Contaminants of Emerging Concern Research Plan

View SCCWRP’s full thematic Research Plan for Contaminants of Emerging Concern (PDF)

2020-2021 Executive Summary

Contaminants of emerging concern (CECs) refer to the thousands of chemical contaminants in aquatic environments that are rarely monitored, but for which emerging evidence shows they may pose a threat to ecosystem and human health. Introduced to water bodies through a wide array of human activities, CECs have the potential to impact the health of fish and other animals over time. But because these effects generally are not acutely lethal, California’s water-quality management community has historically struggled to manage these contaminants and document their long-term, chronic biological impacts. SCCWRP is developing next-generation strategies and tools for comprehensively monitoring emerging contaminants in aquatic environments. SCCWRP’s goal is to help water-quality managers efficiently and cost-effectively zero in on which chemicals and chemical classes pose potential health risks to wildlife and humans.

SCCWRP’s CEC research is centered around building, testing and refining tools and strategies that improve how chemical contaminants are monitored in aquatic environments, particularly during the initial screening and diagnostic stages. This CEC management paradigm is designed to help managers more cost-effectively and efficiently zero in on which of the tens of thousands of CECs in aquatic environments are potentially triggering adverse biological impacts. SCCWRP’s research focuses on three main technologies: (1) Bioanalytical cell screening assays, which have the potential to screen water bodies for bioactive chemicals such as endocrine disruptors; a key component is reliably linking results from cell assay screenings to adverse biological effects in animals in the environment; (2) Passive sampling methods, which consist of commercially available sorbents or exchange media, such as polyethylene and silicon, that have the potential to detect chemical contaminants at low concentrations in the water column over time; and (3) Non-targeted chemical analysis, which involves identifying chemicals with similar physical and chemical characteristics by cross-referencing them with non-targeted chemical libraries.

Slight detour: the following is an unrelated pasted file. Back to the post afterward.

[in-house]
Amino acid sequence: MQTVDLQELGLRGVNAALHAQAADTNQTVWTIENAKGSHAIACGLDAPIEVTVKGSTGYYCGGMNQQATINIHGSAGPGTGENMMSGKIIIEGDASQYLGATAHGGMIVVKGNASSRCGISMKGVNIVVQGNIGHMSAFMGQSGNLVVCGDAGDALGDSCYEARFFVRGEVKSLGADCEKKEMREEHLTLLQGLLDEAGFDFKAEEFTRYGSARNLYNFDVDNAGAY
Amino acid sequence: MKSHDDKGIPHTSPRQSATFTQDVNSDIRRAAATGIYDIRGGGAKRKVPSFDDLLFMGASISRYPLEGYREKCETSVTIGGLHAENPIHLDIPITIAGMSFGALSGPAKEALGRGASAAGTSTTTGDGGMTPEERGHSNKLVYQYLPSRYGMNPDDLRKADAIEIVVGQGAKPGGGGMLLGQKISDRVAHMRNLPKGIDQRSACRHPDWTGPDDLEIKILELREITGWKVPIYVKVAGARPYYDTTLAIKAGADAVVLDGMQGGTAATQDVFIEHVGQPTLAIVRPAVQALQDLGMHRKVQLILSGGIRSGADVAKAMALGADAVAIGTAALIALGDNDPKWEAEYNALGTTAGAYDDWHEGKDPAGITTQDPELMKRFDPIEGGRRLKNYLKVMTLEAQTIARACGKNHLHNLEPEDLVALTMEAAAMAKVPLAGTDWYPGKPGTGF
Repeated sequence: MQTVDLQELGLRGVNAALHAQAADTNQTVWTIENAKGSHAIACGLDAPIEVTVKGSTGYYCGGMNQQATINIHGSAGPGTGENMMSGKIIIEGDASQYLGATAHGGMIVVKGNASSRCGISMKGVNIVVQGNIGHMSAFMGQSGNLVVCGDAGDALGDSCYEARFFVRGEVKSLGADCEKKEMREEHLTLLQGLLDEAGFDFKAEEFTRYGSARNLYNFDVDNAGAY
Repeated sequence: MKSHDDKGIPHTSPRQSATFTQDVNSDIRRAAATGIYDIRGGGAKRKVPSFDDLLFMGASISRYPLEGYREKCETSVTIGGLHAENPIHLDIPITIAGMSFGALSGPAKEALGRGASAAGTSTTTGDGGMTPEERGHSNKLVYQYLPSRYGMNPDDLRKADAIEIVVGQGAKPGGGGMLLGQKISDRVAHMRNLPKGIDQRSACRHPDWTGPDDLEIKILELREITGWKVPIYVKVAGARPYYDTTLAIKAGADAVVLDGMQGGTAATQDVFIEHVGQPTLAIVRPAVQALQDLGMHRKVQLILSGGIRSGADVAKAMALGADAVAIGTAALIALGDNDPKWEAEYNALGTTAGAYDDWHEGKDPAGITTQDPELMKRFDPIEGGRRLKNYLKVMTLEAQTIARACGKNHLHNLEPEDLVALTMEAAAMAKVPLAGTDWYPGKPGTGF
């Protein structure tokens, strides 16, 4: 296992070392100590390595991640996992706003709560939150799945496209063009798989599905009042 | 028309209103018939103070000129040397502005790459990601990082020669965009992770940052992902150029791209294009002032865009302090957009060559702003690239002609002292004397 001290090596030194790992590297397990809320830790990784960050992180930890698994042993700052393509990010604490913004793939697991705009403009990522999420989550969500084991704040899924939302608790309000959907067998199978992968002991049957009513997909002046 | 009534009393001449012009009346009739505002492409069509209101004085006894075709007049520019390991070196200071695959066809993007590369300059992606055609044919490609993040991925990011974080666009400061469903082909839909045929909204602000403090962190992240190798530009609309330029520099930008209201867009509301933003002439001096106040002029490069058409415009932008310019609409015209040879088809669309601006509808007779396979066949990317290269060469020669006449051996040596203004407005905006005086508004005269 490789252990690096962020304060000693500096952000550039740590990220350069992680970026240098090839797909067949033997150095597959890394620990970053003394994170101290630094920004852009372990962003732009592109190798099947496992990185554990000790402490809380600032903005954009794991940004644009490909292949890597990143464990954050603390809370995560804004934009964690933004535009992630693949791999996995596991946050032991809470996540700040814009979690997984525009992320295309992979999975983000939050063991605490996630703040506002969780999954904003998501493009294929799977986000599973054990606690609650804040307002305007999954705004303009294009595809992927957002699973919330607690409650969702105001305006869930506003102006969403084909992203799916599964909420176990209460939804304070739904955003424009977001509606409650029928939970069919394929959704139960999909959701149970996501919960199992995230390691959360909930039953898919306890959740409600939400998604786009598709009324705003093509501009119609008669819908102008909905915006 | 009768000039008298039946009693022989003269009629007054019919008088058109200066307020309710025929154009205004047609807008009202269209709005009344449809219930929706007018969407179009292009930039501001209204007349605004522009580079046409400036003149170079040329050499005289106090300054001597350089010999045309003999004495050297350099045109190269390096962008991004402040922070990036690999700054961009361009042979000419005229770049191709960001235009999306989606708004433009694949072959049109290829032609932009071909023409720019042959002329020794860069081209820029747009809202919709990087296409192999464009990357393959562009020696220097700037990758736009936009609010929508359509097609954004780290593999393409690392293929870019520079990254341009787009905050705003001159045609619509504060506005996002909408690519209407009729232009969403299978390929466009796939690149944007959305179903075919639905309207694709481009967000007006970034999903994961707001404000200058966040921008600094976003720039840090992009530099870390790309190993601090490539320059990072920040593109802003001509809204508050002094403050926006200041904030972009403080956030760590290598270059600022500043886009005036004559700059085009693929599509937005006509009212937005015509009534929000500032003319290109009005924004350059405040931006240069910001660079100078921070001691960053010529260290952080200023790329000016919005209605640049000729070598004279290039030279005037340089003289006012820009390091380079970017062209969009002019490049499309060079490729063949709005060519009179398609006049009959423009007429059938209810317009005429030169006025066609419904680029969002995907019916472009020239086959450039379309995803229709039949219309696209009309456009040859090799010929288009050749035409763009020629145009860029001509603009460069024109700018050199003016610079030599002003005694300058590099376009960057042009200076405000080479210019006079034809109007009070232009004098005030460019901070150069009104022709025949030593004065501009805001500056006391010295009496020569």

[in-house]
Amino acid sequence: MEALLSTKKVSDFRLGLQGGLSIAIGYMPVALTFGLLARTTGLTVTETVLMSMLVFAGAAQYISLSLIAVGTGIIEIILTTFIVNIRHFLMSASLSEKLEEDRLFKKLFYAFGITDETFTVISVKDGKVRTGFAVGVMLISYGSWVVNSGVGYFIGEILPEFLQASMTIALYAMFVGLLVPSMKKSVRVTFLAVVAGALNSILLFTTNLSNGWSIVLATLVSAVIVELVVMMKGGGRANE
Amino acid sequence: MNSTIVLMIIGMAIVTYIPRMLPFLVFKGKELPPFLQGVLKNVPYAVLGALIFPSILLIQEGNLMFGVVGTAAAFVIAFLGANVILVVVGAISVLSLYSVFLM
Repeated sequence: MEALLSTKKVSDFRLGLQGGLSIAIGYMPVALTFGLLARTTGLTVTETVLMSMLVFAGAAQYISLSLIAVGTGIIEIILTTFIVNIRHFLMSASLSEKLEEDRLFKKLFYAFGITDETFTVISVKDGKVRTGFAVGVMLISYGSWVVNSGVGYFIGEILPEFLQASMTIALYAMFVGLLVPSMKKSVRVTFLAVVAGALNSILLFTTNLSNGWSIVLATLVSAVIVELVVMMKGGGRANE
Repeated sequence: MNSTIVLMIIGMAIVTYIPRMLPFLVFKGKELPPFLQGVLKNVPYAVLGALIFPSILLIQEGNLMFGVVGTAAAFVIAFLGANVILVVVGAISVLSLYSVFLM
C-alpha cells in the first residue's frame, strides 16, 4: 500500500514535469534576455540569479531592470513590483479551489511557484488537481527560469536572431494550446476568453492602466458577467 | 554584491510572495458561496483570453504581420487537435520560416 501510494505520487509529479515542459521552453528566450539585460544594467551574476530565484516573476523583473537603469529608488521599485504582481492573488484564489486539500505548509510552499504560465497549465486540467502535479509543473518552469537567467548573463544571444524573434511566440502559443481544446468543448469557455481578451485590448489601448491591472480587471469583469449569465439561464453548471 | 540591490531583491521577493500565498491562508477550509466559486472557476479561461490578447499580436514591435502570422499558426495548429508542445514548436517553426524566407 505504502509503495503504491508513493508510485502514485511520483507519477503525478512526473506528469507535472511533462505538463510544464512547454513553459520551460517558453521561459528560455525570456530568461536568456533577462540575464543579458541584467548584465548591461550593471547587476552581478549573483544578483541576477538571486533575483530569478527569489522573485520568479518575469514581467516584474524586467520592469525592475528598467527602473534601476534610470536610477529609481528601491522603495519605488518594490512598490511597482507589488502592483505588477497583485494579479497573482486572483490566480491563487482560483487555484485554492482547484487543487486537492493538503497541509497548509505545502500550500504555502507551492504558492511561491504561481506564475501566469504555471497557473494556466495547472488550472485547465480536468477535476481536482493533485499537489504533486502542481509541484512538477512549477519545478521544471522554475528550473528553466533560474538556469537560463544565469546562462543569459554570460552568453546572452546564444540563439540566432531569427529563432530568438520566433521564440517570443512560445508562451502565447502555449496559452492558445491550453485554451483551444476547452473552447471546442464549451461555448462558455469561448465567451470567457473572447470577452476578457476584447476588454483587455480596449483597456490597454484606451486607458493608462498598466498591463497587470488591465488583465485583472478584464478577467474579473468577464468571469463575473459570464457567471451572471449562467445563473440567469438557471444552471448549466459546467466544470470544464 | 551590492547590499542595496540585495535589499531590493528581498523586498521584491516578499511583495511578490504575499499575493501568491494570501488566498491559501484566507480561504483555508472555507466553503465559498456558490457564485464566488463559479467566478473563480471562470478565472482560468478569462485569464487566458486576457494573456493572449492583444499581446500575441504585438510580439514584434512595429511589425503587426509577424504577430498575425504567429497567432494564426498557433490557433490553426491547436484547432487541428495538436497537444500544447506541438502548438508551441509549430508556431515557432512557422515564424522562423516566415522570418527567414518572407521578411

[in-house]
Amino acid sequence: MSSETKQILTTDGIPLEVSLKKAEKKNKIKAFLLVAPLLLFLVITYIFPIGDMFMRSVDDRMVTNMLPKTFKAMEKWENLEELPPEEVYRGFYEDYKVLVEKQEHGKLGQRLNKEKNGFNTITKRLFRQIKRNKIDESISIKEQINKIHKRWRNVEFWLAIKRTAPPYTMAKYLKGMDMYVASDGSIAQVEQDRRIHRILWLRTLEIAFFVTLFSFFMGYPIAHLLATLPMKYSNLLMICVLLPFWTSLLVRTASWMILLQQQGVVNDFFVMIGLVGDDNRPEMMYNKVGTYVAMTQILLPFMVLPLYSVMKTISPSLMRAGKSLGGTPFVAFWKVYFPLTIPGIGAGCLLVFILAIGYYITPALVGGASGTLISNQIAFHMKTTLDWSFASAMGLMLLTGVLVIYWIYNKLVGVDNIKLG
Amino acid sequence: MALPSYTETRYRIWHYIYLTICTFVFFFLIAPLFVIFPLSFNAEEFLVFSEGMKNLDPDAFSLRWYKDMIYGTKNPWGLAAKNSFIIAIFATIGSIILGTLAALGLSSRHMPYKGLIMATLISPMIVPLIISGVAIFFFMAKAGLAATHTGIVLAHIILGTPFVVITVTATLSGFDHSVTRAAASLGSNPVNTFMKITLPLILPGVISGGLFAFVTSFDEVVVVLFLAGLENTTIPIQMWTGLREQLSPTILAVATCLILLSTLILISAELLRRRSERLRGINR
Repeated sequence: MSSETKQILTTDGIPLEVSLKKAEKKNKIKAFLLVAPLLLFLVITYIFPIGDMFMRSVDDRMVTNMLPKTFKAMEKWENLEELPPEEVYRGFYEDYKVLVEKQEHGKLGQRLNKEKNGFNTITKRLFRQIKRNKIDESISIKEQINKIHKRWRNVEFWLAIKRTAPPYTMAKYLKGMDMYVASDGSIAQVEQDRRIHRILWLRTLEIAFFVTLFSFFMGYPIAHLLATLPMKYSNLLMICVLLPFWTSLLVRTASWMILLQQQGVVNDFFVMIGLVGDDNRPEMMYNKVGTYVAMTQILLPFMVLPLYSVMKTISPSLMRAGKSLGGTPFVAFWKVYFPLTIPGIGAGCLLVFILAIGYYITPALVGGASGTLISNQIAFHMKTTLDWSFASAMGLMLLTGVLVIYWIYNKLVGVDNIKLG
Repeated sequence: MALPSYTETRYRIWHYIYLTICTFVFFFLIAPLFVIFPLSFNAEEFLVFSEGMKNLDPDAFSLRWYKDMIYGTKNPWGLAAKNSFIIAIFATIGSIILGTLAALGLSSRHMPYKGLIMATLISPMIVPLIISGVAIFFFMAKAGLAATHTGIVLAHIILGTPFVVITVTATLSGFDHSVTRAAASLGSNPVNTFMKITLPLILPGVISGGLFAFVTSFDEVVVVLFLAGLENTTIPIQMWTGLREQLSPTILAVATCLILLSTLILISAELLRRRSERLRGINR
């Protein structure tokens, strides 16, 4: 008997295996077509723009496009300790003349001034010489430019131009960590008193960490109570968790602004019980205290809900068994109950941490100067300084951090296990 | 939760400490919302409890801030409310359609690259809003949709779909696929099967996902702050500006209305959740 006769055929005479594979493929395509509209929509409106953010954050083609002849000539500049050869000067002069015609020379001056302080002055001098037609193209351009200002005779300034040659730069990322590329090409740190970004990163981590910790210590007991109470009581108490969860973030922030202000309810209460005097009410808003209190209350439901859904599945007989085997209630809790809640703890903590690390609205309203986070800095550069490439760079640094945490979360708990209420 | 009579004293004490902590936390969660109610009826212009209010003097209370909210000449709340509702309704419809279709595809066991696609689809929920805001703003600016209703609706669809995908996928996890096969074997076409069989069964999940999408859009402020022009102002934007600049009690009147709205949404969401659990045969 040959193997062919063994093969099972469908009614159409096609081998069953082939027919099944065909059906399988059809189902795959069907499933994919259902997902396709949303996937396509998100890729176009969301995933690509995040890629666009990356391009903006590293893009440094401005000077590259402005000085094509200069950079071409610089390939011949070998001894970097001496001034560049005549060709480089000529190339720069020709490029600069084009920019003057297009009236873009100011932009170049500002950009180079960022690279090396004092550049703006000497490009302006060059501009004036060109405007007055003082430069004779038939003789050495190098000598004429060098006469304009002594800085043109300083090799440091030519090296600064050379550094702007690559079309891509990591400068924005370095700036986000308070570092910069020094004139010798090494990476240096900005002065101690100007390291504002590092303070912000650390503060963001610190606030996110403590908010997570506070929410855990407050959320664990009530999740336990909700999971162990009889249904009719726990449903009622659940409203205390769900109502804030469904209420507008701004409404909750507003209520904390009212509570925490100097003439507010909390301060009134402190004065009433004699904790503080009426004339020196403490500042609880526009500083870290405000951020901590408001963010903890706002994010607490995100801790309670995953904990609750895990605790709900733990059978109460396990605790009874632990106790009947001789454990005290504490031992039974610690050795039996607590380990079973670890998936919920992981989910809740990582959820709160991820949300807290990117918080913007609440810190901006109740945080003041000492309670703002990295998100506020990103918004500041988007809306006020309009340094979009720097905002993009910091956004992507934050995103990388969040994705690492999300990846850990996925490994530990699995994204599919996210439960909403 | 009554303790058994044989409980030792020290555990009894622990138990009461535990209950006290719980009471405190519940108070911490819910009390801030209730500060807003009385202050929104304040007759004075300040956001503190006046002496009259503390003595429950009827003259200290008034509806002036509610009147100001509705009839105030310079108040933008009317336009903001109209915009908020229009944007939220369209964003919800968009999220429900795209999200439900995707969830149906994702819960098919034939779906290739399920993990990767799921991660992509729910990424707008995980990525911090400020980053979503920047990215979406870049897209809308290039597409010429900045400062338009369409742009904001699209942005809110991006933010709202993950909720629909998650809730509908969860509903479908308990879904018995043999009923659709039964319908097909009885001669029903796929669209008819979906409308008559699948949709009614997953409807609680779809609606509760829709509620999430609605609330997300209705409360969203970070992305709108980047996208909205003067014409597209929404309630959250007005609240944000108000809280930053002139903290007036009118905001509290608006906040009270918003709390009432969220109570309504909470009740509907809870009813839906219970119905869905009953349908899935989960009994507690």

This year, SCCWRP will continue expanding the bioanalytical screening toolbox and investigating the quantitative linkage between bioassay responses and biological effects in living animals. SCCWRP will also continue developing and applying targeted and non-targeted chemical analysis methods, as well as novel approaches to passive sampling, to identify and monitor water-soluble CECs and biotoxins in the environment. SCCWRP’s focus for 2020-21 will be on:

  • Bioanalytical screening methods: SCCWRP is continuing to advance the use of high-throughput cellular assays as a cost-effective, rapid tool for screening a wide variety of bioactive CECs in aquatic environments. This year, SCCWRP will continue to transition these tools into routine adoption and use by water recycling agencies, as well as facilitate the incorporation of these tools into large-scale pilot studies, including via the Southern California Bight 2018 Regional Monitoring Program. In parallel, SCCWRP will continue to expand the scope of linkage testing using freshwater and estuarine/marine fish species (e.g., fathead minnow, inland silverside) to look for concordance between bioscreening results and the degree of both lethal and non-lethal harm for fish exposed in the lab and in the field. To accomplish the latter, researchers will compare bioscreening results with sublethal toxicity endpoints as measures of aquatic health (e.g., gene biomarkers, developmental and behavioral endpoints).
  • Novel chemical sampling and measurement methods: SCCWRP is continuing to pursue development and application of both novel water sampling technology as well as targeted and non-targeted chemical analysis methods to more effectively and efficiently identify and track an increasingly wide universe of CECs in aquatic systems. This year, SCCWRP is continuing to develop and use passive sampling and targeted analysis methods to quantify the occurrence of microcystin, cylindrospermopsin and anatoxin variants – all harmful algal toxins – in water, sediment and tissue. SCCWRP also will continue developing and applying non-targeted methods to distinguish among sources of contamination in receiving environments subject to stormwater and/or wastewater discharge, and to evaluate how such methods can be adapted to estimate concentrations of unknown compounds lacking available standards.
  • Microplastics measurement methods and health effects: As the State Water Board and California Ocean Protection Council pursue development of statewide strategies for managing microplastics in aquatic systems, SCCWRP is building a scientific foundation for crafting informed strategies that optimally protect wildlife and humans from the potential health impacts of microplastics exposure. First, SCCWRP is leading an intercalibration study with nearly 40 participating laboratories worldwide that will quantitatively evaluate multiple candidate measurement methods (and their variants) for microplastics in drinking water and source water to determine accuracy, repeatability and reproducibility among labs, including the level of resources required for labs to make optimal measurements. Second, SCCWRP is convening scientists from around the world to guide managers in ascertaining how much microplastics in water is too much, and what (if any) are the environmental health risks from microplastics exposure. Finally, SCCWRP will be evaluating the occurrence of microplastics in southern California river waters, sediments and biota to determine existing exposure levels.